US troops on periphery of Syrian civil war
By Dale McFeatters
The U.S. has sent a small military force to Jordan to help that ally if the violence from the Syrian civil war threatens to spread, Defense Secretary Leon Panetta told a NATO conference Wednesday in Brussels.
The Pentagon chief's words could be taken as a broad hint that the major NATO nations ― of which Turkey is a member ― should take a more active role in at least logistically supporting the Syrian rebels.
The Obama administration has been under attack from Mitt Romney for not arming the Syrian rebels. But, which particular group of rebels? Romney, with his painfully thin Mideast experience, can't seem to answer that question.
It is not as simple as it sounds on the campaign trail. Some of the rebels belong to anti-U.S., radical Islamic groups with ties to various al-Qaida offshoots.
Panetta said about 150 U.S. troops will establish a headquarters and provide medical assistance, water, food and other aid to the estimated 200,000 Syrian refugees who have fled their country.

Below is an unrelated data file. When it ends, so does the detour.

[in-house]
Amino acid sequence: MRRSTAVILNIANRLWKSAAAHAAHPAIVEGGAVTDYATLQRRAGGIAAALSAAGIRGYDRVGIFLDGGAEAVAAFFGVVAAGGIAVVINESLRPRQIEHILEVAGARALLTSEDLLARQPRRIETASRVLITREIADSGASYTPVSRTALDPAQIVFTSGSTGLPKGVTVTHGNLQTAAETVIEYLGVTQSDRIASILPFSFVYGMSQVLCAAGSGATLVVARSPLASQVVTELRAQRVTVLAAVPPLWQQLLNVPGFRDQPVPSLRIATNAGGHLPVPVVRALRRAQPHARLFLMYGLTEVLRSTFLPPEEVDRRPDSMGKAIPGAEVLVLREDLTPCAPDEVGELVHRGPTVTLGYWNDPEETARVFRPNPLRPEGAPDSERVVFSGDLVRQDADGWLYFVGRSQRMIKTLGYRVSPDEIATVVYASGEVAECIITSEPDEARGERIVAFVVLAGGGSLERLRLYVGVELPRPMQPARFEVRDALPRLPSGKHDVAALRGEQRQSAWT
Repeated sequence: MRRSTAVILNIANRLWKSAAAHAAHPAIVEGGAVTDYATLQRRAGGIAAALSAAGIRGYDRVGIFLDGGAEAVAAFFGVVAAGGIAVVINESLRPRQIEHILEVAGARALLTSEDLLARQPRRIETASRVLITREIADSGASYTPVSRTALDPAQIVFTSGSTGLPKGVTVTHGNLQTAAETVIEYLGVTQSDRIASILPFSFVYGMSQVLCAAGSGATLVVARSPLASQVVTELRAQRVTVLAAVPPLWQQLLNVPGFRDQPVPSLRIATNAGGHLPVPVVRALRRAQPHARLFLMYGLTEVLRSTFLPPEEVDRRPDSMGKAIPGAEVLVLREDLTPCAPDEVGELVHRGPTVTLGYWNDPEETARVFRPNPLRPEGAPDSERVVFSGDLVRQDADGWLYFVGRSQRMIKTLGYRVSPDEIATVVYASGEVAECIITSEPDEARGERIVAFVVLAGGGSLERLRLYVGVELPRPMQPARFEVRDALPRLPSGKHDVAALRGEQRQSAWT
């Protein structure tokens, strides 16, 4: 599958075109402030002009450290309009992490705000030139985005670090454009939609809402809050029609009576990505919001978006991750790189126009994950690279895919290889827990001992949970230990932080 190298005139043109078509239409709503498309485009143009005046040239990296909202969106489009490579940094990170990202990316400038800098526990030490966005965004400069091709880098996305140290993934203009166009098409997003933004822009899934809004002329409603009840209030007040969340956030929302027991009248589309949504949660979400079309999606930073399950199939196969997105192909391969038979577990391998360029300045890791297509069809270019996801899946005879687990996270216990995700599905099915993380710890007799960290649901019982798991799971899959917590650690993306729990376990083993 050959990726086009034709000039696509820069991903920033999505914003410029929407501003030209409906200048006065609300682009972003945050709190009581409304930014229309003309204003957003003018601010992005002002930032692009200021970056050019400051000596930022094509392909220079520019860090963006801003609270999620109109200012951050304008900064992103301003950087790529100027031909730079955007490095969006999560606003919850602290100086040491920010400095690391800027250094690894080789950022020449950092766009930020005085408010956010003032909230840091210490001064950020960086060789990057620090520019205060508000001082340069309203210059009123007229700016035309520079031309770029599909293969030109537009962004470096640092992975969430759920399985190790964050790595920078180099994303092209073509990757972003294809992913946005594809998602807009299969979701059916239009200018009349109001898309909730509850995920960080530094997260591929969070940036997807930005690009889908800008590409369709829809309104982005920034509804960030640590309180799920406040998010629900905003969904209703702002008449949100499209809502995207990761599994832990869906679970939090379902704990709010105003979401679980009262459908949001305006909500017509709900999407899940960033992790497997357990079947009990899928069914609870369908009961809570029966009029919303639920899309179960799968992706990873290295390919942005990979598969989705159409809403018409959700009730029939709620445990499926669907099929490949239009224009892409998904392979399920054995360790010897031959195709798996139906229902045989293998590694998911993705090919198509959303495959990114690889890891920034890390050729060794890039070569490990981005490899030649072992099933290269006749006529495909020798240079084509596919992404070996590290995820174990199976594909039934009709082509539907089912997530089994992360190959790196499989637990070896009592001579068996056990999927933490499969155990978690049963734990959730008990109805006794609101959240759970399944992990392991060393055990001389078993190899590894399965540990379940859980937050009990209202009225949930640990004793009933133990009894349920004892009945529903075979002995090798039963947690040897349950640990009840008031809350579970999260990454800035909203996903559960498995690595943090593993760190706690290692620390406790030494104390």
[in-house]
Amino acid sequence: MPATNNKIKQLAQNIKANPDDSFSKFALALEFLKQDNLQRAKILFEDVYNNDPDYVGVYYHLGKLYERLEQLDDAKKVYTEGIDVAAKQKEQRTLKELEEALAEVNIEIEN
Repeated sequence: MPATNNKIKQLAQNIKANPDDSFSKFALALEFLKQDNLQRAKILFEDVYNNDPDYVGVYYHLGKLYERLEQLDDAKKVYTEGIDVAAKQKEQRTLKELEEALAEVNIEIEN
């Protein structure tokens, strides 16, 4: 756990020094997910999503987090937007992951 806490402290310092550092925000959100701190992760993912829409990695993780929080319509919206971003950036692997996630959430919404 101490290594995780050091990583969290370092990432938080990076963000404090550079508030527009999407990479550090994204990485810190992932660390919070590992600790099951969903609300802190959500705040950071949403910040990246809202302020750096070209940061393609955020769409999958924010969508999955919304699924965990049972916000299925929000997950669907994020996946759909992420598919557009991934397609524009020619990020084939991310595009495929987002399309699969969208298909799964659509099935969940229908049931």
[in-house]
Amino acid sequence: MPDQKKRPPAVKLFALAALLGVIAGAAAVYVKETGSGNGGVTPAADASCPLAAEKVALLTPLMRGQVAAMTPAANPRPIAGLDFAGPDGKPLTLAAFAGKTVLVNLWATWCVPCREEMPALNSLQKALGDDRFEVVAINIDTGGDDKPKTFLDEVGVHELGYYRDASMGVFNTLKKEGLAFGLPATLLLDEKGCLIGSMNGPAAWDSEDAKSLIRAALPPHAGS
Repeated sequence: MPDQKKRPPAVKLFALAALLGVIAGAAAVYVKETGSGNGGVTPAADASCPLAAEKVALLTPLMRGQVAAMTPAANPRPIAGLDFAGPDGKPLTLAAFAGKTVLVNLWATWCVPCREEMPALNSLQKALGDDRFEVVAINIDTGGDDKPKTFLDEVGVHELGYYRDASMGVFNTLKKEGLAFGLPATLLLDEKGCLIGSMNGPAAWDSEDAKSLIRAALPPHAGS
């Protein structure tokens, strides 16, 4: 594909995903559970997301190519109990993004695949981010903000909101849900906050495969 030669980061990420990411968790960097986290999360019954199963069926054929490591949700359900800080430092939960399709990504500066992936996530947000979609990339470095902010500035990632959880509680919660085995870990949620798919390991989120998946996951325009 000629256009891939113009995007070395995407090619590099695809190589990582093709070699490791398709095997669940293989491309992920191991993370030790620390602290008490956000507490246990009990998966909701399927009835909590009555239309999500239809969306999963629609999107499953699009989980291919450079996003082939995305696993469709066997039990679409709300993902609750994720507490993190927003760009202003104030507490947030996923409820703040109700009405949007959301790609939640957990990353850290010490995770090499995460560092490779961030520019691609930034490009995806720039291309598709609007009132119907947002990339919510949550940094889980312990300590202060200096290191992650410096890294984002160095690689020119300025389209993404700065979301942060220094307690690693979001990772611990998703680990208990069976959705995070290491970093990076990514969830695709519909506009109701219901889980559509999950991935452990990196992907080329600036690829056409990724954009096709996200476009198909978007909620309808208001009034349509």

The action represents a significant change in the Obama administration. For the first time in the Syrian conflict, there are U.S. "boots on the ground," to use that overworked-but-accurate expression.
An estimated 2,000 Jordanians are fighting in Syria to overthrow Bashar al-Assad. In reprisal for a similar situation in Turkey, which has provided sanctuary to the rebels, the Turks engaged in cross-border shelling, which in Jordan may cause the U.S. to cross the line into active military logistical support for the Jordanians, among the closest U.S. allies in the region.
The White House and Pentagon have brushed off any suggestion of direct military intervention in the Syrian conflict ― with one major exception.
Syria has substantial stocks of chemical weapons, and U.S. intelligence says Assad has taken steps to move and secure the weapons. If there were any likelihood that the weapons would fall into the hands of the radical Islamist groups in the anti-Assad coalition, that would be a "red line" for the U.S. to intervene to secure those stocks.
The dispatch of a handful of troops may seem like a small gesture, but it is an intensely symbolic one ― and perhaps the first incremental step in our involvement in that war.
Dale McFeatters is an editorial writer for Scripps Howard News Service.